This definitive, essential review of a 6 month old game was conducted on the PS4
If you were inclined to count the number of ‘homages’ The Evil Within pays to the past of Shinji Mikami, you might start to wonder if you accidently bought a HD remake of any of the Resident Evils. The guttural revs of a chainsaw, the looming mansion and, of course, disfigured monsters who routinely try to discover what your insides look like. For horror fans, it’s like stepping through the front door at Christmas and having childhood memories flood back. But this isn’t a mere greatest hits throwback, The Evil Within is an attempt to drag the survival horror genre into the future.
Part of that is moving towards a more psychological type of terror than the Resi games attempted. Slipping into the scuffed loafers of Sebastian Castellanos, a Krimson City homicide detective, you start the game investigating the many mutilated corpses that are cluttering up Beacon Mental Hospital. What happens after is designed to confuse and unsettle you, but the game just doesn’t have the right characters to support its frustrating narrative.
Sebastian is a walking cliche, an alcoholic cop who spends the entire game questioning everything that’s going on, except why anyone would have sympathy for such a bland slab. It also doesn’t help the story lurches between incidents without giving you much of a clue what’s going on. Only at the end does a rough outline emerge of what you’ve just played through, but there’s little in the way of actual payoff.
That doesn’t have to be a problem necessarily – David Lynch has made quite the career from abstract tales – but the way the game presents its story feels more like a contrivance to funnel you through levels rather than build an engaging narrative. It’s a jumble of hackneyed tropes that don’t work and grotesque designs that do. Everything you face is unnerving and worthy of nightmares, but the story they populate is not. Fortunately, the gameplay creates the scares that the art style is worthy of.
While the game may be a linear experience – levels are essentially just about getting from A to B – the journey is overflowing with bends in the metaphorical roads. Survive a boss who constantly respawns, perform brain surgery to unlock a door, trick a disfigured spiderwoman into an incinerator… In almost every aspect the game is chucking a new, usually disgusting, concept at you, with a single chapter having as many ideas than many comparable Triple AAA explosion-a-thon. Plus, that’s just the moments between the main attraction of surviving the grizzly not-technically-zombies – aka ‘Haunted’ – who want to stop your existence.
Over-the-shoulder shooting that Mikami introduced in Resident Evil 4 is the rock the game is built on and it’s a foundation that serves the gameplay well, with minor changes that are subtly effective. You now have the ability move while aiming and the trusted combination of pistol, shotgun and sniper rifle are supplemented with the Agony Crossbow. Easily the most gratifying weapon, it spits out arrows that can zap, bellow fire, explode or turn your enemies into something that isn’t knee tremblingly horrifying. Okay, that last one is a lie, but still, shooting things is on the right side of tense. You never feel utterly powerless or powerful, every shot a calculated gamble, every a miss a lamentable pain .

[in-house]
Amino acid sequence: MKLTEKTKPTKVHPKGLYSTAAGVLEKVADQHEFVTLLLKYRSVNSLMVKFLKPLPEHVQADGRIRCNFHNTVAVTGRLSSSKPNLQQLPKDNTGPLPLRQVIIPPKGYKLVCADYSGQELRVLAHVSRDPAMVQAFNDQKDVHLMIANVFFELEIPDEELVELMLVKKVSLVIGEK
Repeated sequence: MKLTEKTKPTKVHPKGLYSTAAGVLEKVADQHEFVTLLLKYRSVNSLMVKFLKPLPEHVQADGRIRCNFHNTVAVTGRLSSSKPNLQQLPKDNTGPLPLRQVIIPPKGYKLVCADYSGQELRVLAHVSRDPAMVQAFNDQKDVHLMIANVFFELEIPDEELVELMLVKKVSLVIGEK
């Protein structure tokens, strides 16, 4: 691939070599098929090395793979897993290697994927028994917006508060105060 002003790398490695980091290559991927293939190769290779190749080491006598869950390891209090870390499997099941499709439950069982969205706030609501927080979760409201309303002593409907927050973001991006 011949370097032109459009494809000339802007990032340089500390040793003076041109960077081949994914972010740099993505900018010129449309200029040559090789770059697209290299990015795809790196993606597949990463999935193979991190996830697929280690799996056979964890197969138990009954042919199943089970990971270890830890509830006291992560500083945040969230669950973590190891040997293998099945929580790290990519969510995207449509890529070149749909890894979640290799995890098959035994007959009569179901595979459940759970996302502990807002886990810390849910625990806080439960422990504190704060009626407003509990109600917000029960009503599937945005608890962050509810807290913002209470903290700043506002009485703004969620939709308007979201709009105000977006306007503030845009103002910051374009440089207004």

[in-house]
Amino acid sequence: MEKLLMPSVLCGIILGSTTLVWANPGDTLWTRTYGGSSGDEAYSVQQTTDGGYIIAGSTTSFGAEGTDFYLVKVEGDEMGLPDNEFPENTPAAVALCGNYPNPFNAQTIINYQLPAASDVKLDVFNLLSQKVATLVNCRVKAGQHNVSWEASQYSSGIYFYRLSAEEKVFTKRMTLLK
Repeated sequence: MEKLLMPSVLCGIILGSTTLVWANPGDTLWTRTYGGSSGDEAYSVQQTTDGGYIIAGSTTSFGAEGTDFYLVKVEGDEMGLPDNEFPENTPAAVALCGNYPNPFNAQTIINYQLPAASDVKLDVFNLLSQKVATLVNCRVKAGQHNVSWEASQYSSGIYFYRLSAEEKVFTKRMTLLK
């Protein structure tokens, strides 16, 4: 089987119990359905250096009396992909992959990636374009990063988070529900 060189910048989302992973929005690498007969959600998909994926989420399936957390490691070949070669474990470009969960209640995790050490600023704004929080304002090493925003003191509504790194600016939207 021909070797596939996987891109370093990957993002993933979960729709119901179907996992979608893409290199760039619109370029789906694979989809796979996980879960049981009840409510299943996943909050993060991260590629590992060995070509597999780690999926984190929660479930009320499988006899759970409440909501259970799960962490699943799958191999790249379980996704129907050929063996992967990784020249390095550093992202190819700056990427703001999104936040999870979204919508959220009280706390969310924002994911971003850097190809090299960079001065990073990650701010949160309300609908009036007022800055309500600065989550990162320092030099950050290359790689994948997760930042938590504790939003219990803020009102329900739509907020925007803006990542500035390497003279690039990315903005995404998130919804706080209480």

One fantastic addition to the Resi formula the game mines relatively well is matches. You see, an enemy might drop dead, but you can only be sure they’re not getting back up once you’ve dropped a match on them. The added tension of deciding whether you can trust a creature to stay down is excruciating and micromanaging your collection of matches harkens back to the headache inducing dilemmas of sorting out Leon Kennedy’s suitcase. Alas, as the game ramps up to its conclusion, you’ll end up with an abundance of matches, deflating the tension quicker than the monsters go up in smoke.
It’s refreshing rather than overwhelming for the most part until the game starts approaching it’s end. You’ll suddenly notice the difficulty start to spike in some ways that turn the horror into frustration. Bosses soak up every ounce of ammo, in turn forcing the game to chuck more at you, rather than have you scavenge for it. Enemies are dropped into arenas for you to fight in a prescribed way, rather than you having the ability to use the environment to your advantage. Instead of a crescendo, it’s a tedious drone as it drags itself over the finish line.
It’s also around the final third that the frame rate starts to drop to Powerpoint-esque levels. Even after 7GBs of patches, the game suffers from plenty of technical issues. Some unintentionally hilarious – the video below is just one example – and others like the texture pop-in or chugging frame rates only start to break the uneasy atmosphere the game manages to cultivate.
They weren’t enough to break the nervous, sweaty palmed tension The Evil Within can create. For every failing the story has – and indeed, there is a lot wrong with it – the gameplay is a timely reminder of how much fun experimentation with play styles can be. Mainstream game design has become so risk averse that despite the game’s frequent one-eye-on-the-past design, it feels more forward thinking than most action games from the past twelve months.
TL;DR The storytelling leaves plenty to be desired but The Evil Within is a petrifying return to survival horror’s glory days. Not as essential as its forebearers, but the hyperactive gameplay will appeal to players who have tired of safe game design. 3.5/5
Things You’ll Love
1) Gameplay that’ll test your wit
2) Agony Crossbow
3) Grotesque monsters that’ll be invading your nightmares
Things You’ll Hate
1) Messy Story
2) Copious amount of bugs and glitches
3) Grotesque monsters that’ll be invading your nightmares